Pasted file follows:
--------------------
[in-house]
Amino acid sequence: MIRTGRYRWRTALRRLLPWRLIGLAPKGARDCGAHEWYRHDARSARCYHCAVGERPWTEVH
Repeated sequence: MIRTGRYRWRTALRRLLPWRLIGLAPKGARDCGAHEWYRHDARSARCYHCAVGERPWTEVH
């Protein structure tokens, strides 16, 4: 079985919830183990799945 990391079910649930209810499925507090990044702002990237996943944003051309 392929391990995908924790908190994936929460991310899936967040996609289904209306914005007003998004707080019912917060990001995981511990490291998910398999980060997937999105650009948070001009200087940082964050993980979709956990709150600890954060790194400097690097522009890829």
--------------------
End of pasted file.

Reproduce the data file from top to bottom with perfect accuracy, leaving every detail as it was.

[in-house]
Amino acid sequence: MIRTGRYRWRTALRRLLPWRLIGLAPKGARDCGAHEWYRHDARSARCYHCAVGERPWTEVH
Repeated sequence: MIRTGRYRWRTALRRLLPWRLIGLAPKGARDCGAHEWYRHDARSARCYHCAVGERPWTEVH
């Protein structure tokens, strides 16, 4: 079985919830183990799945 990391079910649930209810499925507090990044702002990237996943944003051309 392929391990995908924790908190994936929460991310899936967040996609289904209306914005007003998004707080019912917060990001995981511990490291998910398999980060997937999105650009948070001009200087940082964050993980979709956990709150600890954060790194400097690097522009890829």